There’s been plenty of publicity about the dangers of eating too much sugar in recent years and it may have drowned out an important message we need to hear about sodium.
Sodium is a mineral that’s most commonly found in food as salt (sodium chloride). We need a certain amount of it to keep the fluids and electrolytes in our bodies balanced. However, just like excess sugar, too much sodium can cause health issues – research shows it contributes to high blood pressure, strokes and heart attacks.
So how do we get the balance right?
How much sodium do we need?
The NZ Nutritional Foundation says we should try to restrict our sodium to 2000mg a day, which is equivalent to about one teaspoon of salt. In reality, on average New Zealanders are consuming 3500mg a day (about one and a half teaspoons of salt) which is well above the recommended amount.
It’s not the salt that occurs naturally in food or the salt we are adding to our food while cooking or eating it that is the main culprit – that only accounts for about a quarter of our salt intake.
Most of the salt we consume comes from processed foods.
High sodium foods to watch out for
Here are some of the foods that have the highest sodium content:
Smoked, cured, salted or canned meat, fish or poultry including bacon, salami, ham, frankfurters, sausage, sardines, caviar and anchovies
Tinned fish in brine
Cheese including cheese spreads and cottage cheese
Packaged snack foods such as potato chips
Easy-cook packet foods such as instant noodles and rice risottos
Bread and many types of crackers
Takeaway foods such as pizza and burritos
Pre-made soups, sauces and flavour sachets
Stocks and dressings
When buying packaged foods, refer to the Nutrition Information Panel to check whether it’s a low, medium or high sodium food. (See our How to read a food label blog)
Low salt foods are those which contain less than 120mg of sodium per 100g of food
Medium salt foods contain between 120 and 600mg of sodium per 100g of food
High salt foods contain more than 600mg of sodium per 100g of food
Tips for reducing sodium in our diets
Eat fresh foods where you can.
Choose a low-sodium breakfast cereal because this is something you eat most days. Te Atatu Toasted Healthy Blend muesli has only 8.8mg of sodium per 100g and all our cereals are classified as low-sodium foods. Many cereals contain over 400mg per 100g!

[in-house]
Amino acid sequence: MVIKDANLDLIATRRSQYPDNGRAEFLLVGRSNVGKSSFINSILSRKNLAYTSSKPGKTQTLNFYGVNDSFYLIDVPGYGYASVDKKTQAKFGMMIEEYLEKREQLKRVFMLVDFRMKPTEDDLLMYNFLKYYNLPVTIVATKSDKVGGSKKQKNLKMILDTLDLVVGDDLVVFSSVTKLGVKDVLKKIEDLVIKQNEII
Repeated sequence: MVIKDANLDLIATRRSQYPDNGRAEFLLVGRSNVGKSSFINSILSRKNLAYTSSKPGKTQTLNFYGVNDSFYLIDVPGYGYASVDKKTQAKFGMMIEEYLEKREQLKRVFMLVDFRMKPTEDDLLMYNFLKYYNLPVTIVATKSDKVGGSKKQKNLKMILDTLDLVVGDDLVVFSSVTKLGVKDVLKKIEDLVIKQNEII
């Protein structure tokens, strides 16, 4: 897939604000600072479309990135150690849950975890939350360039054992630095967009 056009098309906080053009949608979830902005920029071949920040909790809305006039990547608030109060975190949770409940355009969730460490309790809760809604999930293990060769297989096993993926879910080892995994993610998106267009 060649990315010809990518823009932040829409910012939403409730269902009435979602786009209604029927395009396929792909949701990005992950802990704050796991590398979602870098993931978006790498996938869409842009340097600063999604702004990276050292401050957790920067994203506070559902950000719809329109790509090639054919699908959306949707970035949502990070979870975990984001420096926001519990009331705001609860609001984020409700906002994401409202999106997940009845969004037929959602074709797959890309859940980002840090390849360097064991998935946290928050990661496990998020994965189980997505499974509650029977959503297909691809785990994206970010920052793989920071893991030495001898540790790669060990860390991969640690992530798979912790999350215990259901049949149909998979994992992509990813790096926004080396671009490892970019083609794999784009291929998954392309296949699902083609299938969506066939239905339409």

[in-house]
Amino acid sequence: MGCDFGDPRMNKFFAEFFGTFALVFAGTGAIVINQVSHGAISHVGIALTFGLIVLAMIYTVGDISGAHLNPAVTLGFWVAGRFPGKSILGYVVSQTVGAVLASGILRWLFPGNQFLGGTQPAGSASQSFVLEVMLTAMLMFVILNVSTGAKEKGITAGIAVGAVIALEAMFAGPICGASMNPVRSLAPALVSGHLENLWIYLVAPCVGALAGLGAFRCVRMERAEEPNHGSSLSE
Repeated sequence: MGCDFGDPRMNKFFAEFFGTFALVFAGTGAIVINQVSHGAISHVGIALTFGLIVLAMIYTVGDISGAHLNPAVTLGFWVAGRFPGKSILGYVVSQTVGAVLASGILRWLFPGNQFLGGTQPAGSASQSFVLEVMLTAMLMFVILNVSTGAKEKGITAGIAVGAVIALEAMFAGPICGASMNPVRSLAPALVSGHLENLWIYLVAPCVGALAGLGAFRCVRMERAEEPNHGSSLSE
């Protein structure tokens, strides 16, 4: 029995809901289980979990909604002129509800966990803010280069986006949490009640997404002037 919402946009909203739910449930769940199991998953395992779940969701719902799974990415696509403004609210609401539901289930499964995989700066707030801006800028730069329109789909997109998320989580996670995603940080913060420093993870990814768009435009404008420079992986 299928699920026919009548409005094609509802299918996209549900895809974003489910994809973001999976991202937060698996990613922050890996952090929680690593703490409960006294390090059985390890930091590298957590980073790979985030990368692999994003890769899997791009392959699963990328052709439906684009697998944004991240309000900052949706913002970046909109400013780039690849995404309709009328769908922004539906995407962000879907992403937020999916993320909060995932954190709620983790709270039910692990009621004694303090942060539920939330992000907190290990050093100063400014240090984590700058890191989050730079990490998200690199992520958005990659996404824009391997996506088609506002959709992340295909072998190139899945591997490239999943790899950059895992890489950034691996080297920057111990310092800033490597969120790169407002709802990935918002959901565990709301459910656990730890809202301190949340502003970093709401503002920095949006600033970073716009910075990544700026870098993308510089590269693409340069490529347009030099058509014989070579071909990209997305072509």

Use fresh herbs and spices to flavour food instead of salt, stocks or soy sauce.
If you add salt to your food, do so after cooking and once you’ve tried the food first so you don’t add too much.
Limit packaged and processed foods as they will include salt added to flavour and preserve the food.
Find low-salt snacks you enjoy such as fruit, unsalted nuts, plain and unsalted popcorn, yoghurt, biscuits and crackers low in sodium.
Limit your intake of salami, sausages, ham and other processed or cured meats.
Choose vegetables and fish canned in spring water instead of brine.
When shopping, read labels for sodium content of foods. Check the amount of sodium per serving, as well as per 100g, and don’t forget to check the number of servings per container.
Limit takeaways which are often high in salt. Make them at home instead, using fresh ingredients. If you do buy them, ask for no added salt.
At restaurants, ask that no salt be added to your meal.
Take salt and salty sauces off the table so younger family members won't develop the habit of adding salt. Or only have low-sodium versions of sauce in the house.
Low-sodium recipes There are several cookbooks on the market that contain only recipes low in sodium but you can also get loads of inspiration online.
There are also a couple of fabulous low-sodium recipes on the Te Atatu Toasted website, both using our Healthy Blend muesli. Te Atatu Oat Cakes are yummy eaten with cheese and chutneys (remember to check the sodium content before you buy any relishes or sauces). The Healthy Breakfast Cookies are low in salt, high fibre, high protein and low in sugar – they are great for busy mornings and also make a healthy lunchbox snack.
Check out this month’s other blogs: How to read a food label What you need to know about sugar next week Why protein packs a powerful punch for health at the end of the month